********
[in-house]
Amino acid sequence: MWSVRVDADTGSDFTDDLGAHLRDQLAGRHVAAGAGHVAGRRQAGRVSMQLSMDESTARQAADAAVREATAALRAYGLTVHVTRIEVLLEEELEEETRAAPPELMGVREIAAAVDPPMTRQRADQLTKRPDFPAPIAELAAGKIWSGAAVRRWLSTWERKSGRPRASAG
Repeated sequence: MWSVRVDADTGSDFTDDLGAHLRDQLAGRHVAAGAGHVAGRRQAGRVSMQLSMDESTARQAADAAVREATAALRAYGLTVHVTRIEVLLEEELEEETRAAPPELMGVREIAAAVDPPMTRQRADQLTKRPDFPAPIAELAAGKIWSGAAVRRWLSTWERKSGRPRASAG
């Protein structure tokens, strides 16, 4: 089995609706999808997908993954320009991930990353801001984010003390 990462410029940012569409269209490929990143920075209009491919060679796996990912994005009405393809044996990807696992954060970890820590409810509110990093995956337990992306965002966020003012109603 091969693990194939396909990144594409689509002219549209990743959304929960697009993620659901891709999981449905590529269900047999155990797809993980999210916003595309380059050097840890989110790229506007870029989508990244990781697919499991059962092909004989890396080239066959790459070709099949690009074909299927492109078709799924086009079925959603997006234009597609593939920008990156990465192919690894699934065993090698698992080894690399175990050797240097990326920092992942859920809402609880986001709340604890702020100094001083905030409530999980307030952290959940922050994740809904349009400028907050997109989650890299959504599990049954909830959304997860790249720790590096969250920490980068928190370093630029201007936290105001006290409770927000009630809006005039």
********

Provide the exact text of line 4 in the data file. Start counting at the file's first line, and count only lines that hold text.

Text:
């Protein structure tokens, strides 16, 4: 089995609706999808997908993954320009991930990353801001984010003390 990462410029940012569409269209490929990143920075209009491919060679796996990912994005009405393809044996990807696992954060970890820590409810509110990093995956337990992306965002966020003012109603 091969693990194939396909990144594409689509002219549209990743959304929960697009993620659901891709999981449905590529269900047999155990797809993980999210916003595309380059050097840890989110790229506007870029989508990244990781697919499991059962092909004989890396080239066959790459070709099949690009074909299927492109078709799924086009079925959603997006234009597609593939920008990156990465192919690894699934065993090698698992080894690399175990050797240097990326920092992942859920809402609880986001709340604890702020100094001083905030409530999980307030952290959940922050994740809904349009400028907050997109989650890299959504599990049954909830959304997860790249720790590096969250920490980068928190370093630029201007936290105001006290409770927000009630809006005039």